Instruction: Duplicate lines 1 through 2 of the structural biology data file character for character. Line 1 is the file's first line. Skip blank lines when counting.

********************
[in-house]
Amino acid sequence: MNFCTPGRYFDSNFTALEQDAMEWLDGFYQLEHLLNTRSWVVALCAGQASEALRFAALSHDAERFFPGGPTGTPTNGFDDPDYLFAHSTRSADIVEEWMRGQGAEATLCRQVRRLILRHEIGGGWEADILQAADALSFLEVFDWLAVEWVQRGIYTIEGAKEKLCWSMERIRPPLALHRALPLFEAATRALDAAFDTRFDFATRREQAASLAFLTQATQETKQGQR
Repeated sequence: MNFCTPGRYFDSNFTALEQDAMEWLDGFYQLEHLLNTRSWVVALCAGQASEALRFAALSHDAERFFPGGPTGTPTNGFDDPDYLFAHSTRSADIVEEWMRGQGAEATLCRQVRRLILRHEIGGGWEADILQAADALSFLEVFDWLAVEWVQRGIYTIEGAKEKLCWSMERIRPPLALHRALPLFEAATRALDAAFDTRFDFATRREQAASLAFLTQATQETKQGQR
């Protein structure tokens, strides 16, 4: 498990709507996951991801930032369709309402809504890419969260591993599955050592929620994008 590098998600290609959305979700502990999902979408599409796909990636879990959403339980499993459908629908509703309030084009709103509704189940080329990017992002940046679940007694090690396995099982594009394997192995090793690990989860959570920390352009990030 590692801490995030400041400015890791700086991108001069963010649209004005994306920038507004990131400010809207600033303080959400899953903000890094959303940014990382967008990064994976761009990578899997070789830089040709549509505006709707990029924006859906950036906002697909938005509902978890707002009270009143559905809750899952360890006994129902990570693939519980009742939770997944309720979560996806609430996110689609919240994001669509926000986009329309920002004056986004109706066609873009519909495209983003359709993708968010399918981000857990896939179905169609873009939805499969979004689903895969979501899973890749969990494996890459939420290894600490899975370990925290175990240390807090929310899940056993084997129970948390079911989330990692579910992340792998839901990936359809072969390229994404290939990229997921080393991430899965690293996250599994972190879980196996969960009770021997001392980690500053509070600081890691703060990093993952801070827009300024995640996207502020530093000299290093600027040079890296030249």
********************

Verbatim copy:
[in-house]
Amino acid sequence: MNFCTPGRYFDSNFTALEQDAMEWLDGFYQLEHLLNTRSWVVALCAGQASEALRFAALSHDAERFFPGGPTGTPTNGFDDPDYLFAHSTRSADIVEEWMRGQGAEATLCRQVRRLILRHEIGGGWEADILQAADALSFLEVFDWLAVEWVQRGIYTIEGAKEKLCWSMERIRPPLALHRALPLFEAATRALDAAFDTRFDFATRREQAASLAFLTQATQETKQGQR